Ordo Salutis: Personal Ministry
Andy Stanley says that one of the five things God uses to grow our faith is personal ministry. What we’re talking about here is serving in ministry, mainly within the church, but also outside of the church. If transforming our bodies is to become a priority, then we must begin to use them in tangible, new ways to serve others.
I’ve called this one of the catalysts toward spiritual formation. Scripture is full of references to the attitude we must have in our personal ministry.
Matthew 20:25-28 says, “Jesus called them together and said, “You know that the rulers of the Gentiles lord it over them, and their high officials exercise authority over them. Not so with you. Instead, whoever wants to become great among you must be your servant, and whoever wants to be first must be your slave—just as the Son of Man did not come to be served, but to serve, and to give his life as a ransom for many.”
We are not to be like the rulers, or benefactors, of the Gentiles, who in Jesus’ day were among the wealthiest 3% of the Roman world. They gave tons of money to cities and expected praise and adoration and power in return. Rather, Jesus calls us to embrace the shame of a slave.
Romans 1:25 (on how we used to serve created things instead of God) says, “They exchanged the truth about God for a lie, and worshiped and served created things rather than the Creator—who is forever praised. Amen.”
In this verse, we are reminded that our personal acts of service and worship in this world can be directed toward created things–money, other people, our jobs, social status–our equivalents of idols. When we do this, we participate in keeping the image of God in us marred and broken.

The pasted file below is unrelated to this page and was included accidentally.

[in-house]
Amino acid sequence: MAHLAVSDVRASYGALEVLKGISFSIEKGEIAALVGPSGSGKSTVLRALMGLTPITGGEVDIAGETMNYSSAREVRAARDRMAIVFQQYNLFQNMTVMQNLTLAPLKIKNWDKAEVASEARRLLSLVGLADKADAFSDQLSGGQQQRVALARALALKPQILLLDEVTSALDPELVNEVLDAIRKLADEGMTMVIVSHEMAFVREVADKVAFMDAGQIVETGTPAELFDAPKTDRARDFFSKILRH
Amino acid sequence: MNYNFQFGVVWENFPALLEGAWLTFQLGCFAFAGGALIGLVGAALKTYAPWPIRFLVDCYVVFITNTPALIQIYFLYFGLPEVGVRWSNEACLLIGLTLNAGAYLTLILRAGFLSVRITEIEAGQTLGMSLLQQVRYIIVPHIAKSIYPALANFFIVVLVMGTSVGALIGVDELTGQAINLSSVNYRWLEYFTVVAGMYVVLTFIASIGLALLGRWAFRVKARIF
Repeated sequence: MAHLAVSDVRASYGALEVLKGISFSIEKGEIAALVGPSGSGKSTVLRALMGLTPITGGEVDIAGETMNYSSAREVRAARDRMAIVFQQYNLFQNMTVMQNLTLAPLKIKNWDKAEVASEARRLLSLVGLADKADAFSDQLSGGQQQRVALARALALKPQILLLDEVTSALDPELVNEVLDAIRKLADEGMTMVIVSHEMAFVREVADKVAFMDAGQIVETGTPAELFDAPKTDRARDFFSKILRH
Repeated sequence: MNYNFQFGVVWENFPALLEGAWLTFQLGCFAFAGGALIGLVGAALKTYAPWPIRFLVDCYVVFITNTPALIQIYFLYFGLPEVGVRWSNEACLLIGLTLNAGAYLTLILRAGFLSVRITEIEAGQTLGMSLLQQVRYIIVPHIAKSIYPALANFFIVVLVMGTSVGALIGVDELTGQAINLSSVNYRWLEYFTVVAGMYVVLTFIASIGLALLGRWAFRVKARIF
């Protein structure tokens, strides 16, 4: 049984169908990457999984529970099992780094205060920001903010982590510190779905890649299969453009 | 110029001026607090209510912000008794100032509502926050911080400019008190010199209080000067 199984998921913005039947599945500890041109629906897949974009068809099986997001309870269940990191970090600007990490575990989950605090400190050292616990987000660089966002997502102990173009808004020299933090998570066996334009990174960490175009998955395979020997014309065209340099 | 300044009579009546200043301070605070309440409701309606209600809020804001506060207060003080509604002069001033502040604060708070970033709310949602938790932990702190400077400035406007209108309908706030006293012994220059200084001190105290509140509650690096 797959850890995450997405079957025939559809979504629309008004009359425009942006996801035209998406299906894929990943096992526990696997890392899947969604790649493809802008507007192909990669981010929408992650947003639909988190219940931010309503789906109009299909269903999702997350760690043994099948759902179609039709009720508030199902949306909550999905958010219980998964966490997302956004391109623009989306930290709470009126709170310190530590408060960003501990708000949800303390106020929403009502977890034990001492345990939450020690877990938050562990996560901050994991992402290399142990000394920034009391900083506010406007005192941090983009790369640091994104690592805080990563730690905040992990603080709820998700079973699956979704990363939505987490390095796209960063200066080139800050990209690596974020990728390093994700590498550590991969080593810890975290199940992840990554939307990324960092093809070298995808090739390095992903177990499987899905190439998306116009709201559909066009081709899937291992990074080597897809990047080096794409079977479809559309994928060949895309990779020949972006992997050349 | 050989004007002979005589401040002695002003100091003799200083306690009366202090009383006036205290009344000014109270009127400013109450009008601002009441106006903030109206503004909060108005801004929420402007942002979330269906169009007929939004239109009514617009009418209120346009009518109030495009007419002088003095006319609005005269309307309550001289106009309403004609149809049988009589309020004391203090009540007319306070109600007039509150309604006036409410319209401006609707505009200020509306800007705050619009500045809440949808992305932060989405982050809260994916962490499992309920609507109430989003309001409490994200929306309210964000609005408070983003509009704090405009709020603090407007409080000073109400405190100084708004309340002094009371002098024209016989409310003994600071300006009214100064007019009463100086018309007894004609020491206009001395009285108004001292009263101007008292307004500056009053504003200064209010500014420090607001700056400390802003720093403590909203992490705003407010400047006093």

1 Cor. 12:4-6 says, “There are different kinds of gifts, but the same Spirit distributes them. There are different kinds of service, but the same Lord. There are different kinds of working, but in all of them and in everyone it is the same God at work.”
I love this passage. Gifts, serving and working are all paralleled here by Paul. In the various gifts and service that we find within the church, there is the same Triune God at work. God distributes the gifts. Notice that God is not only at work in the act of working, but also in those who are doing the work. This is one reason why faith sticks in teens and new Christians when they choose to serve in a local church. God shapes them in the work they do on worship teams, in kids ministry, at food giveaways, and in working with the homeless.
Ephesians 4:11-13 says, “So Christ himself gave the apostles, the prophets, the evangelists, the pastors and teachers, to equip his people for works of service, so that the body of Christ may be built up until we all reach unity in the faith and in the knowledge of the Son of God and become mature, attaining to the whole measure of the fullness of Christ.”
These are such oft-quoted verses, especially at ordination services. And they should be, for they speak of the importance not only of the ordained minister, but of God’s people at work in service. I think of aging as an apt metaphor. As people age, those who stay physically active as much as possible tend to stay alive longer (a generalization, but one with empirical evidence). So it is in the Christian life. Those who continue to serve in the church trek onward in maturity in Christ, while those who sit on the sidelines miss out on the corporate spiritual formation God seeks to do in His people, the church.